Dollar General
$10.95 -- 75 fl. oz
$0.15 per oz
$4.30 -- 8 oz
$0.54 per oz
$19.50 -- 74 count
$0.26 per diaper
Walmart
$11.97 -- 100 fl oz
$0.12 per oz
$6.48 -- 15 oz
$0.43 per oz
$22.94 -- 98 count
$0.23 per diaper
Walmart discount vs. Dollar General
18%
19.6%
11.2%
Source: Company websites

Here's where it gets interesting: Walmart may be cheaper on a per-unit basis, but what is also true in every case is that the price tag on each of these items at Dollar General is less than the price tag of the item at Walmart.

Size matters. Sizing products differently is a trick retailers use to obscure the true cost of their products. And from this small sample it appears that your dollar doesn't go as far at Dollar General, and the retailer makes more money on each dollar you spend.

So be a smarter shopper. Just because a store has "dollar" in its name doesn't mean it's less expensive than the competition. In fact, it's likely that you're paying more at a dollar store than you would at Walmart or Target for the same item. Keep that in mind next time you are looking for a discount. It may just save you some money.



Motley Fool contributor Travis Hoium does not have a position in any company mentioned. You can follow Travis on Twitter at @FlushDrawFool. The Motley Fool owns shares of SUPERVALU. Motley Fool newsletter services have recommended creating a diagonal call position in Walmart Stores and buying calls on SUPERVALU.



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Cel Forgotit

You left out that Dollar Tree has detergent for $1, yielding $0.02 per ounce.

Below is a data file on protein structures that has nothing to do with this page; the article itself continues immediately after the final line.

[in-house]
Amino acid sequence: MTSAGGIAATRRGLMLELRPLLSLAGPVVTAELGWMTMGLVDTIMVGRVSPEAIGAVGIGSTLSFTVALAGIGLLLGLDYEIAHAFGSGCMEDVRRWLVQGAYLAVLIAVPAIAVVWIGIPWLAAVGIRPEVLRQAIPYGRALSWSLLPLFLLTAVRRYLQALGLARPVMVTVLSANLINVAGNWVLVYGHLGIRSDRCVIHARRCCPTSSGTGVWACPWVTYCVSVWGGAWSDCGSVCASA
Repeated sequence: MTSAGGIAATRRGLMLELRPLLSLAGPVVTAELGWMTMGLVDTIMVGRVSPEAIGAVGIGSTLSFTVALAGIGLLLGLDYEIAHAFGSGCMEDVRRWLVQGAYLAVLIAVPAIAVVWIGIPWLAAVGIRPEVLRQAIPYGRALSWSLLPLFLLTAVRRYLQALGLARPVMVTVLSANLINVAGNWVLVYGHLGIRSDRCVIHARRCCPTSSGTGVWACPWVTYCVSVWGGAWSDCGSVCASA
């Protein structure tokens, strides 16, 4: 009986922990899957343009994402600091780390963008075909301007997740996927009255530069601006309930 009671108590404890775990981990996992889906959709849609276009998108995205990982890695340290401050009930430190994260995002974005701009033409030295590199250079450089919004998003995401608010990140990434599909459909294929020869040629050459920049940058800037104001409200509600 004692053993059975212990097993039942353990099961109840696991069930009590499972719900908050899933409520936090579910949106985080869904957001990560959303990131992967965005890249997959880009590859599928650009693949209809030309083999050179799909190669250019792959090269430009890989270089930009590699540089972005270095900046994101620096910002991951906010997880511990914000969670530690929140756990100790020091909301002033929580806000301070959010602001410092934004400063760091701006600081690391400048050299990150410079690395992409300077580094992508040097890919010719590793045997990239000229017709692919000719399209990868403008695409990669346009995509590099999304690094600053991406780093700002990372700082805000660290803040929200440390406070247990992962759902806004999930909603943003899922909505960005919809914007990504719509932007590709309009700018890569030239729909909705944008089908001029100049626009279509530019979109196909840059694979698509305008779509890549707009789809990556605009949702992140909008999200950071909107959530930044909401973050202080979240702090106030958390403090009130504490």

December 17 2013 at 1:52 PM Report abuse rate up rate down Reply
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September 17 2013 at 10:23 AM Report abuse rate up rate down Reply
jacqueline

Some people don't have more than $1 to spend - and they need what they need when they need it - they don't have the luxury of saving up to buy bigger quantities

June 28 2012 at 10:42 AM Report abuse +1 rate up rate down Reply
1 reply to jacqueline's comment
drewzer15

When you're comparing an $11 item to a $12 item the "luxury of saving up to buy bigger quantities" argument is invalid.

October 11 2013 at 12:50 AM Report abuse rate up rate down Reply
tweinman

To truly compare "apples to apples" you should compare the exact same items AND the exact same SIZE packages. Of course you will get a lower unit price if you are buying a larger quantity. The stories comparison is simply not accurate and sort of meaningless. And frankly, I usualy have no interst in buying a 5lb can of tuna, so I like the conevenience and good values I find at Dollar General.